In my opinion true education is about learning to search for the truth, just like our recent Baha’i childrens class (you remember the story of the blind men & the elephant?).

The UNESCO report “Learning: the treasure within” by the International Community on Education for the 21st Century stated in 1996 that education should be based on 4 pillars (4 onderwijspilaren).

These 4 pillars complement & strengthen each other. They are the pillars of:

  1. learning to know
  2. learning to do
  3. learning to live together
  4. learning to be

Learning to know lays the foundations of learning throughout life. It refers to the basic knowledge we need to understand our environment and to live in dignity. It includes arousing curiosity, research and discovery, and developing concentration, memory, and thought.

Learning to do is all about practical skills, teamwork and initiative, a readiness to take risks, turning our knowledge into effective innovations.

Learning to live together is based on developing an understanding of ourselves AND others through dialogue, resulting in empathy, respect, and appreciation. It is about recognizing our growing interdependence, experiencing shared purposes, implementing common projects and a joint future, and managing conflicts in a peaceful way.

Learning to be deals with freedom of thought, feeling, and imagination that we need to act more independently, with more insight, more critically, and more responsibly. The end of education is to discover and open the talents which are hidden like a treasure within every person.

Of course, as a Baha’i, this last phrase talking about ‘a treasure within’ reminds me immediately of a quotation from Gleanings by Baha’u’llah:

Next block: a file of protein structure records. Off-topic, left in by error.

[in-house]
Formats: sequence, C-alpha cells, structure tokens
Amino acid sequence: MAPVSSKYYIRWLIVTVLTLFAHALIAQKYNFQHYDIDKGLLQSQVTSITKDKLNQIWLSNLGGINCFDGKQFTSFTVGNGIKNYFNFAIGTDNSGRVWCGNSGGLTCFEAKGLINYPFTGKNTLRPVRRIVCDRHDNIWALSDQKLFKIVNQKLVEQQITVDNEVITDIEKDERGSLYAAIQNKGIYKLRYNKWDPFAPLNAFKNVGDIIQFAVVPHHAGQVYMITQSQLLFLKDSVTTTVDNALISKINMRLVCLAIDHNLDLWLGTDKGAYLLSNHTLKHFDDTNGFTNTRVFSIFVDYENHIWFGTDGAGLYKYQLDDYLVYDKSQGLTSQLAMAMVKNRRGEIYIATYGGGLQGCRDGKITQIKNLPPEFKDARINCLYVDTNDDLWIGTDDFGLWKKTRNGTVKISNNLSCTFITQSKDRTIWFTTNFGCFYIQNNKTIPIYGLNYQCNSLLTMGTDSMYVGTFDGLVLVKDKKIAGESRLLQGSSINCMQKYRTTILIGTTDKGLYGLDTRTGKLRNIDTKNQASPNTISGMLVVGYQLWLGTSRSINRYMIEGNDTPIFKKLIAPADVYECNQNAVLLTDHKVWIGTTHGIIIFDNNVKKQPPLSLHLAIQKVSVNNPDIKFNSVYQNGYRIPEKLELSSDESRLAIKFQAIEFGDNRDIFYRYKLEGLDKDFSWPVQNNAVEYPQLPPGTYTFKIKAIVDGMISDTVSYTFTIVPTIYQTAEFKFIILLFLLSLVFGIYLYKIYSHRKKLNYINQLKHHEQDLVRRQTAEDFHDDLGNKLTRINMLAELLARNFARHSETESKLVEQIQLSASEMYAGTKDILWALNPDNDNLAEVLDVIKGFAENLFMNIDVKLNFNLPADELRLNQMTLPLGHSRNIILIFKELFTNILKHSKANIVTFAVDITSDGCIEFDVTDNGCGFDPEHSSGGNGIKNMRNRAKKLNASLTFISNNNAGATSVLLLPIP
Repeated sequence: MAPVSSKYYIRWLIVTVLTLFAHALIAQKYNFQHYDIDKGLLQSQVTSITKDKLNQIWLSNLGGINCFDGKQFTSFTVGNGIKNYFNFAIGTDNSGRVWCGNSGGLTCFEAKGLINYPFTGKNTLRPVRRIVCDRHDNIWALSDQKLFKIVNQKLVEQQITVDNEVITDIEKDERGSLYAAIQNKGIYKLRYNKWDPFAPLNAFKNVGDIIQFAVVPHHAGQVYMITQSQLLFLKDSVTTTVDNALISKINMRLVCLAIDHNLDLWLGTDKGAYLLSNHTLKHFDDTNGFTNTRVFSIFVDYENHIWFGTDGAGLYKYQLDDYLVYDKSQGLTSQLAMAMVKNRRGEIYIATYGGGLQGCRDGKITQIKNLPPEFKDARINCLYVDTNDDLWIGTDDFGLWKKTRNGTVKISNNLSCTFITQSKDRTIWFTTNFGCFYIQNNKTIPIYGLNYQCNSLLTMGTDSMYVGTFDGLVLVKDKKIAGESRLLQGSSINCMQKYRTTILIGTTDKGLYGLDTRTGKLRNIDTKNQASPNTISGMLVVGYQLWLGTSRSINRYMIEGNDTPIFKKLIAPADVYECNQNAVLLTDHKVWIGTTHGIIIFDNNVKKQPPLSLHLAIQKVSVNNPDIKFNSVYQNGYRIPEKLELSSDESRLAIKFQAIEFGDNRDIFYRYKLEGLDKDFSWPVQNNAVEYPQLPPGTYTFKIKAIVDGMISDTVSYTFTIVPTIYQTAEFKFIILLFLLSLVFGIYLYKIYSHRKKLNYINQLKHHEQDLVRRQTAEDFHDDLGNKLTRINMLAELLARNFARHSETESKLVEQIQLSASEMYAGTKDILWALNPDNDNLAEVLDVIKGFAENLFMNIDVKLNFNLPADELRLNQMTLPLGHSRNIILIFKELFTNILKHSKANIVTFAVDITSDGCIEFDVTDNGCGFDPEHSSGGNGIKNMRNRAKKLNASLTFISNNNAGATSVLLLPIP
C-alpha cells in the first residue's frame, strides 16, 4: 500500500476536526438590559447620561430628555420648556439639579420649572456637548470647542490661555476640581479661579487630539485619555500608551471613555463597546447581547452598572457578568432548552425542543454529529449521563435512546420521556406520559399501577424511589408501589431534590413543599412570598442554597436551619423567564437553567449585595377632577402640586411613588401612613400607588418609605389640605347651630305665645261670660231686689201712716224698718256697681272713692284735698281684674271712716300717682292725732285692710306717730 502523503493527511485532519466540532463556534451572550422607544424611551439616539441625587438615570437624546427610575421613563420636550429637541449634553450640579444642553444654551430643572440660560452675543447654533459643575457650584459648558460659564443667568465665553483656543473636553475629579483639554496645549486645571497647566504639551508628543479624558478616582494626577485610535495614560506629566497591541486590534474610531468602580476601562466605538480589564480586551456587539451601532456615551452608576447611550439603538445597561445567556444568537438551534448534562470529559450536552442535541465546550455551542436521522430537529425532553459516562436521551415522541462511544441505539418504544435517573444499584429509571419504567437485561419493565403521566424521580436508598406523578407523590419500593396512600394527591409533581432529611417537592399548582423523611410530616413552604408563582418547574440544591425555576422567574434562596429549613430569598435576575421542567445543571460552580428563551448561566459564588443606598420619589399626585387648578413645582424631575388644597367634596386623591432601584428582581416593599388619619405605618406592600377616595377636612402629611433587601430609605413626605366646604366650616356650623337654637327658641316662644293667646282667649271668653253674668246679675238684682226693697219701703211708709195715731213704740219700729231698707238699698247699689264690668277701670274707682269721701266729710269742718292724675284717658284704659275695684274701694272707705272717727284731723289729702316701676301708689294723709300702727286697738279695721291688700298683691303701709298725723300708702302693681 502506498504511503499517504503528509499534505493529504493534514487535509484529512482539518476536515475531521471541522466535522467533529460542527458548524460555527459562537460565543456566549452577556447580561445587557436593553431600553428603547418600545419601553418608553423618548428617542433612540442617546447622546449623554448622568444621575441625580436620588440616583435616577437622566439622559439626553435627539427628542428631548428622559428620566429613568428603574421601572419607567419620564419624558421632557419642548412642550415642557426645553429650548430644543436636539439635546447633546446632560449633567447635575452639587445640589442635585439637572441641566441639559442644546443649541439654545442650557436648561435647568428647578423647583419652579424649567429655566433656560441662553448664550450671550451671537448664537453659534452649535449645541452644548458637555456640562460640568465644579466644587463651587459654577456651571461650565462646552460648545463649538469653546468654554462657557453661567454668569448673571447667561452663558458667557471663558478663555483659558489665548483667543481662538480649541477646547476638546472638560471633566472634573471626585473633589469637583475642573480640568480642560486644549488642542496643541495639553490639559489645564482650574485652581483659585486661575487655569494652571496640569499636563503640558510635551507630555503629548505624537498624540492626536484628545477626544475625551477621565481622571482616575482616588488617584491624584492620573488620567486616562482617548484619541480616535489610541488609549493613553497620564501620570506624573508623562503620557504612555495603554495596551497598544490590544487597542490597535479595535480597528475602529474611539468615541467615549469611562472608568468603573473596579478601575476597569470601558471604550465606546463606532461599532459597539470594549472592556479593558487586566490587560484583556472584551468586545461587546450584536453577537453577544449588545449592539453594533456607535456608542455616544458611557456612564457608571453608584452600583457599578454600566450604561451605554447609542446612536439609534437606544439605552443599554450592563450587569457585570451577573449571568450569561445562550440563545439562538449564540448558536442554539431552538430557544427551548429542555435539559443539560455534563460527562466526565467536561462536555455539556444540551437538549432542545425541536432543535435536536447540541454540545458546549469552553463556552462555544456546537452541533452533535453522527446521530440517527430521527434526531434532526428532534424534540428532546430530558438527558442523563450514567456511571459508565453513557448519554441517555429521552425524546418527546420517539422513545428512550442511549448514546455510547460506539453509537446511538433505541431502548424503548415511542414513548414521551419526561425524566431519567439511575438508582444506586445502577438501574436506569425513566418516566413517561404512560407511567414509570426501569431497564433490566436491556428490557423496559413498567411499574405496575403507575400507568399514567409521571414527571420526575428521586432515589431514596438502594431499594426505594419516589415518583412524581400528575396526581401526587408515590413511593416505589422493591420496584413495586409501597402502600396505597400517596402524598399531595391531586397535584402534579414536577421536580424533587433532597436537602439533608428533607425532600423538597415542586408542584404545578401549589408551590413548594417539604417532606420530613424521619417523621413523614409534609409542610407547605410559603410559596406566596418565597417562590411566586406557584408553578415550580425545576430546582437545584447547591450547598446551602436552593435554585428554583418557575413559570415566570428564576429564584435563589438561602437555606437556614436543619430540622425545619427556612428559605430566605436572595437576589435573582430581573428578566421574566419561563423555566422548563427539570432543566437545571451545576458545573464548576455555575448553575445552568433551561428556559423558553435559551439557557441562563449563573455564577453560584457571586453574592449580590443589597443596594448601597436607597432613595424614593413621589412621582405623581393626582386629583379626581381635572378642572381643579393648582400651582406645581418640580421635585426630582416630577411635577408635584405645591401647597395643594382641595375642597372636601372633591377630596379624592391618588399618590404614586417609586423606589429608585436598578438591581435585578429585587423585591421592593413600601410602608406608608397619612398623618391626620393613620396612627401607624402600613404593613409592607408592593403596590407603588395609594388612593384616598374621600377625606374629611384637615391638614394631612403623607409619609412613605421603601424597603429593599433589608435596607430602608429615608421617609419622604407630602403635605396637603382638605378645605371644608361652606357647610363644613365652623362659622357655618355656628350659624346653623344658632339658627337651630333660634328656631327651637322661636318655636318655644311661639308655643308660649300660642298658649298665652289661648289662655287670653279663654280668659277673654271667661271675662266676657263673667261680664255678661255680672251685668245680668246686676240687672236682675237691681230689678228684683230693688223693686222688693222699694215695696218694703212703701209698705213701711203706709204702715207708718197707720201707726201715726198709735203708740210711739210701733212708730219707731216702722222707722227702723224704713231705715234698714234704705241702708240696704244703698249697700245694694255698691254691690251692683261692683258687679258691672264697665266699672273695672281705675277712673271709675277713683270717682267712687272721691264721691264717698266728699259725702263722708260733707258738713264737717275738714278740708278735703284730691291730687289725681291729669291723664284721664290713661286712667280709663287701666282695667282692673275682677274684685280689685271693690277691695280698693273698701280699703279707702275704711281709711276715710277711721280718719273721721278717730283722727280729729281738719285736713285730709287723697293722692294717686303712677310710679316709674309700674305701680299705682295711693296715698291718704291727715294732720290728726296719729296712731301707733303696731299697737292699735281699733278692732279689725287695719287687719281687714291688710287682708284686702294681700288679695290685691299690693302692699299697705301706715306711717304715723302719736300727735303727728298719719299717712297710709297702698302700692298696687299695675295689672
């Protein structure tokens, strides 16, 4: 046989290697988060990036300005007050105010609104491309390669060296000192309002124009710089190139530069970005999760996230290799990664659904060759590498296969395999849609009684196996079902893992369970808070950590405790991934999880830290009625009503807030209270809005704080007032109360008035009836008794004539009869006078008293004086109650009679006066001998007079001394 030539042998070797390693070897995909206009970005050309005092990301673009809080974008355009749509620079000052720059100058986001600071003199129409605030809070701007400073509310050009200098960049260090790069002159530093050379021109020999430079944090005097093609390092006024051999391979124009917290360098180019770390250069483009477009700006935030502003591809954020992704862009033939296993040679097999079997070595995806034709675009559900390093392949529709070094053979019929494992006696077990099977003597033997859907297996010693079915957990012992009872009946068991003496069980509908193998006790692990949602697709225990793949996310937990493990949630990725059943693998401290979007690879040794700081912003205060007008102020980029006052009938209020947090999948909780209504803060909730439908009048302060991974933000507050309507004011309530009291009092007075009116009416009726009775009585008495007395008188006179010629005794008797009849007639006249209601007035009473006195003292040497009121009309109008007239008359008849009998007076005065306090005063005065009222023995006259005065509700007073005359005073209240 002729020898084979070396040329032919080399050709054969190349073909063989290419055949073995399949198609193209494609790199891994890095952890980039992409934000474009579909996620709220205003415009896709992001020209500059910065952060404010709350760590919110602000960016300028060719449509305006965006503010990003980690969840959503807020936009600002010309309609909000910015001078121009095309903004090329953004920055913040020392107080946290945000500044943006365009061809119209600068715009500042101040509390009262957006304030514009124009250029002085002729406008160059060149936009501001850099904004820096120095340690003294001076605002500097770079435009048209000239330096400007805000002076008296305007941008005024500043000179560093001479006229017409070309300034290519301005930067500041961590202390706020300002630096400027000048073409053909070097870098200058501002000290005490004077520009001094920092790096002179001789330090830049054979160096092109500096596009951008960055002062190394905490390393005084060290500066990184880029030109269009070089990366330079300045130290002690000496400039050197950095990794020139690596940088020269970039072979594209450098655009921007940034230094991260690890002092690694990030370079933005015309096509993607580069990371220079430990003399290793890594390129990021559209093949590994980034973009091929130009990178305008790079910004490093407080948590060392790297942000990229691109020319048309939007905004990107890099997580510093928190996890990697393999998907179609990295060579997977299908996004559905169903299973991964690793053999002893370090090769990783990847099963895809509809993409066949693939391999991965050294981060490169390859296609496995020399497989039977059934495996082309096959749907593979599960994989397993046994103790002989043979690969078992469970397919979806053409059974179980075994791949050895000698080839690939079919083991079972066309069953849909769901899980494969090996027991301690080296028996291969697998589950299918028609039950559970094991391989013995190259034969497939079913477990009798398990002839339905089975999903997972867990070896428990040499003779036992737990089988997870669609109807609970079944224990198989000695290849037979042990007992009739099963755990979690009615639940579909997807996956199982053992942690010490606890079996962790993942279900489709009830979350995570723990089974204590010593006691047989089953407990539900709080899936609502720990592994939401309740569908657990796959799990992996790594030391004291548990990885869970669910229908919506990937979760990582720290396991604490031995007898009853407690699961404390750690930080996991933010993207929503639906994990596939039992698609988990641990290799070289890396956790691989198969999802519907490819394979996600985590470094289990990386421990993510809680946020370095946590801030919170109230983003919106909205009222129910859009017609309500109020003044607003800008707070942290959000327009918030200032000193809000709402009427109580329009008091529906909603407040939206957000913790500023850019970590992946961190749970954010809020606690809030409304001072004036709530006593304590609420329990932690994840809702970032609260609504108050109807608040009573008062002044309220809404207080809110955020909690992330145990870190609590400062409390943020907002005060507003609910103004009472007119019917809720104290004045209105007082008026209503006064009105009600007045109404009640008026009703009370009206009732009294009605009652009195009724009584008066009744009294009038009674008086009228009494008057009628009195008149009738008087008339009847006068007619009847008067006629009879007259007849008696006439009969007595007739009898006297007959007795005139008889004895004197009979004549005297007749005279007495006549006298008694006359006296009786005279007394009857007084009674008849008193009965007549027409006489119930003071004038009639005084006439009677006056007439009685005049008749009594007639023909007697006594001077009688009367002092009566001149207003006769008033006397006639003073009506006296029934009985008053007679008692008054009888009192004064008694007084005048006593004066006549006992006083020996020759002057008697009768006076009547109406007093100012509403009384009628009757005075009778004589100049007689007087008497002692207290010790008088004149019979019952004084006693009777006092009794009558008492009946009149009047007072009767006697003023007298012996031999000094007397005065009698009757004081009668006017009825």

Lack of a proper education hath, however, deprived him of that which he doth inherently posses…….. Regard man as a mine rich in gems of inestimable value. Education can, alone, cause it to reveal its treasures.

Individual Baha’is and their communities all over the world are heavily involved in education for children, junior youth and youth. Young people are our ‘most precious resource’ and I know of some awesome inspiring educational programmes such as SAT in South & Central America, and FAS community schools in India.

And although a a UNESCO press release states: ‘Even when the overall supply of teachers is sufficient, remote and disadvantaged areas across the globe may suffer persistent problems in recruitment and retention. This shortage of qualified teachers is one of the biggest challenges to achieving the Education for All goals’, I’m not that pessimistic.

Some readers might say that I have too much faith in the efforts and energy of my Baha’i family all around the globe. I don’t mind. I know these efforts have been blessed by Baha’u’llah.